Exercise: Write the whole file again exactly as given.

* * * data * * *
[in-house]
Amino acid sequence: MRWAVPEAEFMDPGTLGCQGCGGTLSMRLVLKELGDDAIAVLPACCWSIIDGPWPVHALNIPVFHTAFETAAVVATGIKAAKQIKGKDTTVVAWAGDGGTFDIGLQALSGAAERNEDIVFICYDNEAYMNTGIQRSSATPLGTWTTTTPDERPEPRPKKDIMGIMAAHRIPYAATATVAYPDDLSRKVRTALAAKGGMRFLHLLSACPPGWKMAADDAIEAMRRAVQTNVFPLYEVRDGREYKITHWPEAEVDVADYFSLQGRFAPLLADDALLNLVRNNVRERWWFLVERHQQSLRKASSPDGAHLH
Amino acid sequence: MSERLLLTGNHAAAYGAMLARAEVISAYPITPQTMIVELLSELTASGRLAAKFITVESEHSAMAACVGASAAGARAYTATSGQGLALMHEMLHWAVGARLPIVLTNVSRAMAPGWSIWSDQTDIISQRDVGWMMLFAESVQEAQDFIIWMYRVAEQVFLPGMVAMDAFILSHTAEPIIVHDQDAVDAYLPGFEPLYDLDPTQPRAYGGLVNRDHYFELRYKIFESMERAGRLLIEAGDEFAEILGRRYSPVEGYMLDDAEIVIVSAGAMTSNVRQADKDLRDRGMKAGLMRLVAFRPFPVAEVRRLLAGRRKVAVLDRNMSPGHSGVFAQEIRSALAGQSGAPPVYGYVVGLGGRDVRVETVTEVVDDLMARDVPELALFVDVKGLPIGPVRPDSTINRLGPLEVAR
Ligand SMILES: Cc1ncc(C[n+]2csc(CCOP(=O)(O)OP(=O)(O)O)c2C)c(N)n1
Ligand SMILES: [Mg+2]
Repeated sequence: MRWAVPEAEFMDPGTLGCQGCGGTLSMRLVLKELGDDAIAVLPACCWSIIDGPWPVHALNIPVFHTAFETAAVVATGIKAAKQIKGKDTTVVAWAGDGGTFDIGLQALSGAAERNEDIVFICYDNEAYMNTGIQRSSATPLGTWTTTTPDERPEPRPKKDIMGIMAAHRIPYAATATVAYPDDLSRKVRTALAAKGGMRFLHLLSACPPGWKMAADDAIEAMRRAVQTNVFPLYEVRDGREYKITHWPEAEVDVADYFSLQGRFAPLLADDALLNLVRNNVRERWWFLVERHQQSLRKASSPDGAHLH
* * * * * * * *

[in-house]
Amino acid sequence: MRWAVPEAEFMDPGTLGCQGCGGTLSMRLVLKELGDDAIAVLPACCWSIIDGPWPVHALNIPVFHTAFETAAVVATGIKAAKQIKGKDTTVVAWAGDGGTFDIGLQALSGAAERNEDIVFICYDNEAYMNTGIQRSSATPLGTWTTTTPDERPEPRPKKDIMGIMAAHRIPYAATATVAYPDDLSRKVRTALAAKGGMRFLHLLSACPPGWKMAADDAIEAMRRAVQTNVFPLYEVRDGREYKITHWPEAEVDVADYFSLQGRFAPLLADDALLNLVRNNVRERWWFLVERHQQSLRKASSPDGAHLH
Amino acid sequence: MSERLLLTGNHAAAYGAMLARAEVISAYPITPQTMIVELLSELTASGRLAAKFITVESEHSAMAACVGASAAGARAYTATSGQGLALMHEMLHWAVGARLPIVLTNVSRAMAPGWSIWSDQTDIISQRDVGWMMLFAESVQEAQDFIIWMYRVAEQVFLPGMVAMDAFILSHTAEPIIVHDQDAVDAYLPGFEPLYDLDPTQPRAYGGLVNRDHYFELRYKIFESMERAGRLLIEAGDEFAEILGRRYSPVEGYMLDDAEIVIVSAGAMTSNVRQADKDLRDRGMKAGLMRLVAFRPFPVAEVRRLLAGRRKVAVLDRNMSPGHSGVFAQEIRSALAGQSGAPPVYGYVVGLGGRDVRVETVTEVVDDLMARDVPELALFVDVKGLPIGPVRPDSTINRLGPLEVAR
Ligand SMILES: Cc1ncc(C[n+]2csc(CCOP(=O)(O)OP(=O)(O)O)c2C)c(N)n1
Ligand SMILES: [Mg+2]
Repeated sequence: MRWAVPEAEFMDPGTLGCQGCGGTLSMRLVLKELGDDAIAVLPACCWSIIDGPWPVHALNIPVFHTAFETAAVVATGIKAAKQIKGKDTTVVAWAGDGGTFDIGLQALSGAAERNEDIVFICYDNEAYMNTGIQRSSATPLGTWTTTTPDERPEPRPKKDIMGIMAAHRIPYAATATVAYPDDLSRKVRTALAAKGGMRFLHLLSACPPGWKMAADDAIEAMRRAVQTNVFPLYEVRDGREYKITHWPEAEVDVADYFSLQGRFAPLLADDALLNLVRNNVRERWWFLVERHQQSLRKASSPDGAHLH